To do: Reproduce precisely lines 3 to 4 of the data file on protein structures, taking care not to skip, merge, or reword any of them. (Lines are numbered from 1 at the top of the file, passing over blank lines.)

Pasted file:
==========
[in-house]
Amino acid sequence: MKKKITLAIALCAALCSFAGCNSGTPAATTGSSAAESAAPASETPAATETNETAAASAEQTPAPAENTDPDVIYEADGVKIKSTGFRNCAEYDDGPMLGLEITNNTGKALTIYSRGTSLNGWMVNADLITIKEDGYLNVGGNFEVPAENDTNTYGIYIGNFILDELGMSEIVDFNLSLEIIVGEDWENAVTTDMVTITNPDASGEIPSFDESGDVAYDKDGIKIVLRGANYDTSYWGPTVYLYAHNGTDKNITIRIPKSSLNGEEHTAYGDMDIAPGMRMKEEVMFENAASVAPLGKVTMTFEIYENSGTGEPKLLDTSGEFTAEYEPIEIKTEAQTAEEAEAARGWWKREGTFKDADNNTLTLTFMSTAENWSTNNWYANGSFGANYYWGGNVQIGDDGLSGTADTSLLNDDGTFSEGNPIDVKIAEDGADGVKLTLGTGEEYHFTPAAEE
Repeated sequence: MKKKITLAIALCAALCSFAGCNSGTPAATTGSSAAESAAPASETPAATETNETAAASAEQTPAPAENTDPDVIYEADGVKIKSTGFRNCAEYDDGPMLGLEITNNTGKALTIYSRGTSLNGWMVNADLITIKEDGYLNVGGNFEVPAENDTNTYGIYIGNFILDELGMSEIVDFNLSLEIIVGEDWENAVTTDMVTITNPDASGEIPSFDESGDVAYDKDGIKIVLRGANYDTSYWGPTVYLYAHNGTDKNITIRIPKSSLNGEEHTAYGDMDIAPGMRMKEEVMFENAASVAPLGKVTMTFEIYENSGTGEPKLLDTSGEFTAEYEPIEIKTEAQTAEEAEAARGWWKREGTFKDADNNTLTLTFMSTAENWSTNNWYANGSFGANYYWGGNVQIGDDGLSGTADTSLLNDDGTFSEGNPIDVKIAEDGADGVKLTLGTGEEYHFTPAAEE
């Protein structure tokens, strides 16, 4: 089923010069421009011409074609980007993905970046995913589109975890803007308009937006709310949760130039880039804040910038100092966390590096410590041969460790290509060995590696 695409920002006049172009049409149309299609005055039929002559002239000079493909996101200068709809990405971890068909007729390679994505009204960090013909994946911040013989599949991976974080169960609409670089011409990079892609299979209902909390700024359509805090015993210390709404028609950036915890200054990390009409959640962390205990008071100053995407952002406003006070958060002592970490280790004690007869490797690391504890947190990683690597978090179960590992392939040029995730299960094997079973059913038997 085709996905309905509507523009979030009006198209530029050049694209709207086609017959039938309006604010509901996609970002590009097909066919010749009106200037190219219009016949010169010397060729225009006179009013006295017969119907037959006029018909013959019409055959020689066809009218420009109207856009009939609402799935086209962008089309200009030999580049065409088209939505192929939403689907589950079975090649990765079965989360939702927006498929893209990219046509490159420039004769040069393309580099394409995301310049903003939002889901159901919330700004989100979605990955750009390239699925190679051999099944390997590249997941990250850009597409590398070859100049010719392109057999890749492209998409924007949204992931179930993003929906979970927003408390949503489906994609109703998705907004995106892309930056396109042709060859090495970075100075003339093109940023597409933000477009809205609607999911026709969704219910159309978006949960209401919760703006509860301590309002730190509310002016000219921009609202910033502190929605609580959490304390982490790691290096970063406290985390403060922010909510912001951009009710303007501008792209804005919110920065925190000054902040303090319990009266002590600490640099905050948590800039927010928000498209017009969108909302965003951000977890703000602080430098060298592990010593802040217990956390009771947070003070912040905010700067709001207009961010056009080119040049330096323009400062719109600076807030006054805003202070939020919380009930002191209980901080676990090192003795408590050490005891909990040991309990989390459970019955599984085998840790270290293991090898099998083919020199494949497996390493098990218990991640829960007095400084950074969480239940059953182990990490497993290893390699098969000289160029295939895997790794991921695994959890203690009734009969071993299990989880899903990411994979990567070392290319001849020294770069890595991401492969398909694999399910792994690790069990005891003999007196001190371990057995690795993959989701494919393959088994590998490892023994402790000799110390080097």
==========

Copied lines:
Repeated sequence: MKKKITLAIALCAALCSFAGCNSGTPAATTGSSAAESAAPASETPAATETNETAAASAEQTPAPAENTDPDVIYEADGVKIKSTGFRNCAEYDDGPMLGLEITNNTGKALTIYSRGTSLNGWMVNADLITIKEDGYLNVGGNFEVPAENDTNTYGIYIGNFILDELGMSEIVDFNLSLEIIVGEDWENAVTTDMVTITNPDASGEIPSFDESGDVAYDKDGIKIVLRGANYDTSYWGPTVYLYAHNGTDKNITIRIPKSSLNGEEHTAYGDMDIAPGMRMKEEVMFENAASVAPLGKVTMTFEIYENSGTGEPKLLDTSGEFTAEYEPIEIKTEAQTAEEAEAARGWWKREGTFKDADNNTLTLTFMSTAENWSTNNWYANGSFGANYYWGGNVQIGDDGLSGTADTSLLNDDGTFSEGNPIDVKIAEDGADGVKLTLGTGEEYHFTPAAEE
């Protein structure tokens, strides 16, 4: 089923010069421009011409074609980007993905970046995913589109975890803007308009937006709310949760130039880039804040910038100092966390590096410590041969460790290509060995590696 695409920002006049172009049409149309299609005055039929002559002239000079493909996101200068709809990405971890068909007729390679994505009204960090013909994946911040013989599949991976974080169960609409670089011409990079892609299979209902909390700024359509805090015993210390709404028609950036915890200054990390009409959640962390205990008071100053995407952002406003006070958060002592970490280790004690007869490797690391504890947190990683690597978090179960590992392939040029995730299960094997079973059913038997 085709996905309905509507523009979030009006198209530029050049694209709207086609017959039938309006604010509901996609970002590009097909066919010749009106200037190219219009016949010169010397060729225009006179009013006295017969119907037959006029018909013959019409055959020689066809009218420009109207856009009939609402799935086209962008089309200009030999580049065409088209939505192929939403689907589950079975090649990765079965989360939702927006498929893209990219046509490159420039004769040069393309580099394409995301310049903003939002889901159901919330700004989100979605990955750009390239699925190679051999099944390997590249997941990250850009597409590398070859100049010719392109057999890749492209998409924007949204992931179930993003929906979970927003408390949503489906994609109703998705907004995106892309930056396109042709060859090495970075100075003339093109940023597409933000477009809205609607999911026709969704219910159309978006949960209401919760703006509860301590309002730190509310002016000219921009609202910033502190929605609580959490304390982490790691290096970063406290985390403060922010909510912001951009009710303007501008792209804005919110920065925190000054902040303090319990009266002590600490640099905050948590800039927010928000498209017009969108909302965003951000977890703000602080430098060298592990010593802040217990956390009771947070003070912040905010700067709001207009961010056009080119040049330096323009400062719109600076807030006054805003202070939020919380009930002191209980901080676990090192003795408590050490005891909990040991309990989390459970019955599984085998840790270290293991090898099998083919020199494949497996390493098990218990991640829960007095400084950074969480239940059953182990990490497993290893390699098969000289160029295939895997790794991921695994959890203690009734009969071993299990989880899903990411994979990567070392290319001849020294770069890595991401492969398909694999399910792994690790069990005891003999007196001190371990057995690795993959989701494919393959088994590998490892023994402790000799110390080097």